#70 42nd Street (1933)

Introducing the grandmother of all musicals that saved Warner Brothers from bankruptcy. Warner Brothers musical film 42nd Street is about what occurs backstage as the making of the stage musical “Pretty Girl” is in the works.

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I love everything about this musical. We are introduced to characters that become archetypes later such as the frustrated director, the diva star, the up-and-comer. We are able to feel the stress and drama that occurs behind the scenes of a musical as the dance numbers have to synchronized with each other perfectly, no one can get sick, and each number must have multiple rehearsals to make it a flawless show.

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Film critic Greg S. Faller made a great point in how this movie really does hit audiences home in how it relates to the Great Depression. That if the cast and crew all work together under a leader, then the show will go on smoothly. This film makes the film debuts of Ginger Rogers who would be in many musicals with Fred Astaire, Ruby Keeler who was a Broadway favorite, and Dick Powell who would appear in many movie musicals. I liked what Ruby Keeler brought to the role as she brought innocence and an adoring nature to her as well as being quite a toe-tapper. I love his chemistry with Keeler, making me more anxious to see them in Gold Diggers of 1933. Since this musical is on film and not the stage, the camera is truly the dancer than the cast. If you look above, you can see the camera take many bird’s eye view shots so the cast can make geometric shapes and patterns as they move around their space- something that would never be seen on a Broadway stage.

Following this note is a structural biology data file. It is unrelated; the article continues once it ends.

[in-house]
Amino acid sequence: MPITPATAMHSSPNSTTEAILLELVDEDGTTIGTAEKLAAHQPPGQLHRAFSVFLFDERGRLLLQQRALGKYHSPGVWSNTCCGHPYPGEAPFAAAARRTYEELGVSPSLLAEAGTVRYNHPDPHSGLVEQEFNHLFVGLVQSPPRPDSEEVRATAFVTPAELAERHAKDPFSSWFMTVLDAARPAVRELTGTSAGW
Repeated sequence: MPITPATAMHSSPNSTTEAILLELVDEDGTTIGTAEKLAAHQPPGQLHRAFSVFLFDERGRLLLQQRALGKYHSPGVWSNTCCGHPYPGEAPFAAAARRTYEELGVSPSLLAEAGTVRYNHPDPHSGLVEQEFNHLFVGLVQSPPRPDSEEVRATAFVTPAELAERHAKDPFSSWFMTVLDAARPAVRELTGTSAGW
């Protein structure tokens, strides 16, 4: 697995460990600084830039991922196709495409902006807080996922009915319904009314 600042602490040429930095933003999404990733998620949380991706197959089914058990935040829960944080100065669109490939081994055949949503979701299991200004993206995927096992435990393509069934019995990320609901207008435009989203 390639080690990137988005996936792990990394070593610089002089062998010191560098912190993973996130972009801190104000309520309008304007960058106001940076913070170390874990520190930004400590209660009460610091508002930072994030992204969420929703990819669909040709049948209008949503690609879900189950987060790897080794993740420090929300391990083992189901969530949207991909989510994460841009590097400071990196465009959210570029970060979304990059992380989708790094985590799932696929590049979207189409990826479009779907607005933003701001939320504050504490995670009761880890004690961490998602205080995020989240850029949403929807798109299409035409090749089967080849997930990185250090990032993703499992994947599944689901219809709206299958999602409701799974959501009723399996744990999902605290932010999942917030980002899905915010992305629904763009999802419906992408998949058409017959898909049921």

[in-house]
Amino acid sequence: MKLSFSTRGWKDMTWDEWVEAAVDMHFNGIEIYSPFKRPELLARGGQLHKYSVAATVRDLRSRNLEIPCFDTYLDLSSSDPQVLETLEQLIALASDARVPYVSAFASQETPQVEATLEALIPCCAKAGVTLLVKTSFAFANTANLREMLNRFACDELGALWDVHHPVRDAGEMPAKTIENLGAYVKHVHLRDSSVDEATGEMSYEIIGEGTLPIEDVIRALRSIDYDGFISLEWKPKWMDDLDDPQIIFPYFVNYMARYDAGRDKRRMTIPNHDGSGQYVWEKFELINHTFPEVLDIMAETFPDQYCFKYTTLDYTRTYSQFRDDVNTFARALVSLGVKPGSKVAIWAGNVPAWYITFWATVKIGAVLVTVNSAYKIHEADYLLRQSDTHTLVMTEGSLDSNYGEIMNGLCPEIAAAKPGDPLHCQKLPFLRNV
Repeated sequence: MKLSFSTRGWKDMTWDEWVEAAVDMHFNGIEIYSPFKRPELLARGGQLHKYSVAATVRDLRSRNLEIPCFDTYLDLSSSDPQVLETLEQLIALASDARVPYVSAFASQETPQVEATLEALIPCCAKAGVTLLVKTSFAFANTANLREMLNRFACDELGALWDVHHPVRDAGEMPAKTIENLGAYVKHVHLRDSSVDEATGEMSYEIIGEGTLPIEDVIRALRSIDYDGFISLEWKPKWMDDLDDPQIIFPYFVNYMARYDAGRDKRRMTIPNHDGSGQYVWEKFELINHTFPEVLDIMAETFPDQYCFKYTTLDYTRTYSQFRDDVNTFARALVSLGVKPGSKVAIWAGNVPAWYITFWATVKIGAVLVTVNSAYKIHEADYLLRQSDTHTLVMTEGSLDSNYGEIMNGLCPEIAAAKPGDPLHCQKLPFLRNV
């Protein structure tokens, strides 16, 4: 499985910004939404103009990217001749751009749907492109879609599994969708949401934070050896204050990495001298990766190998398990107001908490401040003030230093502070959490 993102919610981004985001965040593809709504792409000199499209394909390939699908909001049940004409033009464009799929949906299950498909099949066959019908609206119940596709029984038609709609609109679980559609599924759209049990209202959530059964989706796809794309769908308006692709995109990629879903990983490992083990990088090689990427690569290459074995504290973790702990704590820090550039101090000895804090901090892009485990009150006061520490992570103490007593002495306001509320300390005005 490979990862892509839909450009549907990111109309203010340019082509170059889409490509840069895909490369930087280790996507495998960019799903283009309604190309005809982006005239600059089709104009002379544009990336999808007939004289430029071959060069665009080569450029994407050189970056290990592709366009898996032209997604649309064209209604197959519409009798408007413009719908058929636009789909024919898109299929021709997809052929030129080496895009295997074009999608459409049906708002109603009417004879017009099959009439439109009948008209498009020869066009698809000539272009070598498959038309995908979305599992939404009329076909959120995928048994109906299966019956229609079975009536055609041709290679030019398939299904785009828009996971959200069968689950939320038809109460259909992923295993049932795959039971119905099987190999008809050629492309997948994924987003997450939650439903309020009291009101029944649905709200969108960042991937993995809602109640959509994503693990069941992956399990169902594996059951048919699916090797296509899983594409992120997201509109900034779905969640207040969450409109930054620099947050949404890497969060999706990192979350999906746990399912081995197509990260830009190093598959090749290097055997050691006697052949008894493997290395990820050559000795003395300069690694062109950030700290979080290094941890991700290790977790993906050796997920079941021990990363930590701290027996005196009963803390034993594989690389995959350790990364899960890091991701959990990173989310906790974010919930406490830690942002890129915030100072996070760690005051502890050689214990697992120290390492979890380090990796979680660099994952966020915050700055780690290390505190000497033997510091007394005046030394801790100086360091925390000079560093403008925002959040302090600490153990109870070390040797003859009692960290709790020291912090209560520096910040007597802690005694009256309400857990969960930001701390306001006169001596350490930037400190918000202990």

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You can tell how Busby used the Pre-Code era to his advantage to make this film a sexy musical using many sexual innuendos. For example, if you have a leg fetish, you would be the perfect voyeur for this film because there are so many bare legs! In fact, the character of Julian Marsh wouldn’t have even noticed newcomer Peggy if he didn’t see her bare legs in his view as she lied down. When Billy and Peggy pull down a blind that says “asbestos”, that was their way of sending a message to the audience that something hot is going on behind. Even listen to the songs if you need more proof. Such as, what do you think a man means when he reassures a girl that he’s “Young and Healthy”? For those who are a fan of the stage musical and love theatre, this is the film to see.

Unfortunately, I couldn’t find a copy anywhere but here’s a clip from the number Young and Healthy:

 

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2 thoughts on “#70 42nd Street (1933)

  1. Pingback: #71 Footlight Parade (1933) – 1001 Films in 365 Days

  2. Pingback: #76 Gold Diggers of 1933 (1933) – 1001 Films in 365 Days

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